For some time now, Western development aid has been criticized as ineffective. Over the past 60 years, the West has given an estimated trillion dollars in aid to Africa, and there is a growing body of evidence that this aid has actually made the continent worse off than before. Aid, argues Dambisa Moyo, in her book Dead Aid: Why Aid is Not Working and How There is a Better Way for Africais to African governments what oil is to Middle Eastern ones.  It perpetuates bad governance and enriches rulers at the expense of everyone else. Moyopoints out that Africa is more in debt and more impoverished than it was 40 years ago. She believes that aid is partially, if not mostly, to blame.

Over the last few years, China and the other BRIC countries have significantly increased their spending on international development projects, particularly in Africa.  These countries are supplanting Western donors as Africa’s major suppliers of foreign aid, and redefining the aid paradigm.

The vast majority of Chinese development in Africa is not aid, per se.  The Organization for Economic Cooperation and Development (OECD) breaks development finance down into two categories: Private and Official.  Private development finance includes remittances, FDI, private grants, and other instruments.  Official development finance, on the other hand, includes both Official Development Assistance (ODA), and Other Official Flows.  ODA is strictly defined as grants and concessional loans—what organizations like the Congressional Research Service commonly call “aid.” Other Official Flows are defined more broadly.  They include export credits, certain types of resource-secured loans, military aid, subsidies for private investment, and a slew of other government mechanisms.

The vast majority of Western aid to Africa is in the form of ODA, in other words, concessional loans, debt forgiveness and grants. Chinese development, in contrast, is not majority ODA but rather Private and Other Official Flows.  This fact is obscured, as Deborah Brautigam explains, by China’s lack of regular official reporting on its aid activities, and by the state-driven nature of the Chinese economy.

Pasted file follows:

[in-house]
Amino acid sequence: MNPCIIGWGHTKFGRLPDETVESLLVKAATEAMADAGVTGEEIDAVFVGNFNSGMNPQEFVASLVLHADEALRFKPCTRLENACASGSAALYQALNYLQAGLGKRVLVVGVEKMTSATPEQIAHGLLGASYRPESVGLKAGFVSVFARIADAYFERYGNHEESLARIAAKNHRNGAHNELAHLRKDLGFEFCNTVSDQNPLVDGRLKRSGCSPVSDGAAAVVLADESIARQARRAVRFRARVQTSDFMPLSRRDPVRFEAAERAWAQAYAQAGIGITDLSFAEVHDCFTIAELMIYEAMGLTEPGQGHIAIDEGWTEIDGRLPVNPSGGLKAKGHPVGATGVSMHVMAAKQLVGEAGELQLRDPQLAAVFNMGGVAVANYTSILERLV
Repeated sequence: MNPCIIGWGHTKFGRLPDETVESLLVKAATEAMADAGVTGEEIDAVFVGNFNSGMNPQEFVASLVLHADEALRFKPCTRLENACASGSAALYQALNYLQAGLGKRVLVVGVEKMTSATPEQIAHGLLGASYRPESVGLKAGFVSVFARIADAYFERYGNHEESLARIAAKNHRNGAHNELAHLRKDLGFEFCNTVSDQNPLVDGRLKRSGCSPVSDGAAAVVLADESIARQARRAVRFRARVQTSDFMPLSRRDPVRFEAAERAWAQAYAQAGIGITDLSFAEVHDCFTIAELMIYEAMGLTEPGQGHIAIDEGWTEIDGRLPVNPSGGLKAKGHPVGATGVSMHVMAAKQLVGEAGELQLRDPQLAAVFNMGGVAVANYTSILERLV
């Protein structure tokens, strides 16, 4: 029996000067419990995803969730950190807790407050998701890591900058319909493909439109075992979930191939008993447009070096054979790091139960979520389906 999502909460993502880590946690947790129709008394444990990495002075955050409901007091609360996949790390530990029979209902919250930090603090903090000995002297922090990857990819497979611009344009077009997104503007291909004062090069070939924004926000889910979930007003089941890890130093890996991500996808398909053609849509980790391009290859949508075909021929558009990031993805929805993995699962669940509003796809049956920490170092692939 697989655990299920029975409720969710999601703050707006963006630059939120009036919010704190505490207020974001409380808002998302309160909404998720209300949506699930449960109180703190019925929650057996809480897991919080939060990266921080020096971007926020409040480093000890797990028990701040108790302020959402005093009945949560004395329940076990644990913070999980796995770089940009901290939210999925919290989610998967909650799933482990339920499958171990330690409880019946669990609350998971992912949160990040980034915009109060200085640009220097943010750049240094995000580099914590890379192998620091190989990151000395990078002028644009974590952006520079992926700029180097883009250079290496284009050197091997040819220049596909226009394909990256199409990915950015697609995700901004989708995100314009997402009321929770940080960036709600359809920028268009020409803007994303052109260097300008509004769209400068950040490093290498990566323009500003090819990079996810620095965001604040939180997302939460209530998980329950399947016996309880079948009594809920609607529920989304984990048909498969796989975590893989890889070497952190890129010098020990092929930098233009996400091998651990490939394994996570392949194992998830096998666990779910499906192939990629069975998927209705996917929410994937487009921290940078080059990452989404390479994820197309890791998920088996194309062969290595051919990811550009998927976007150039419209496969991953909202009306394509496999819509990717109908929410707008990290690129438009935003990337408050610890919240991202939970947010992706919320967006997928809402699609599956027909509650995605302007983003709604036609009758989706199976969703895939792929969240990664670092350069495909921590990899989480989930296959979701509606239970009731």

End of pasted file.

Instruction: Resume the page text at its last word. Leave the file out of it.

The difference is not merely technical.  It reflects a major difference in China and the West’s approaches to aid-giving in Africa.  China’s overall strategy is profit-driven and self-interested.  It seeks to acquire as many natural resources as possible, support Chinese businesses and promote Chinese diplomatic policies. Its apparent proclivity for propping up pariah states and its nonchalance towards human rights and environmental standards has led Western governments and African ones to label China as a bad influence in the region.

However, many argue that China’s strategy, despite its drawbacks, may benefit Africa in the long-run. Take natural resources, for example. China does not view African countries that are rich in natural resources as poor. Therefore, it is reluctant to give grants and concessionary loans and prefers to use resource-backed loans, such as the “oil-for-infrastructure” type loan it gave to Angola, instead. Many Africans prefer this approach and view China’s economic role in the region as beneficial. South African President Jacob Zuma, recently said “we are particularly pleased that in our relationship with China, we are equals and that agreements entered into are for mutual gain.”

Another major difference between Chinese and Western development in Africa is the focus on infrastructure.  Western donors focus more on emergency and humanitarian projects. In 2011, 61% of China’s total concessionary loans to Africa went to infrastructureprojects, most built by Chinese contractors.  The roads, ports and railways are meant to bypass South Africa and give China access to the wealth of oil and other resources in Africa’s interior.

China’s focus on infrastructure and commercially viable investments is starting to have a positive effect on Africa’s economy. It is also increasing Chinese influence in the region.  While China is unlikely to use its new found influence to pressure African governments to be more accountable on human rights issues, its investments will have tangible effects on African development.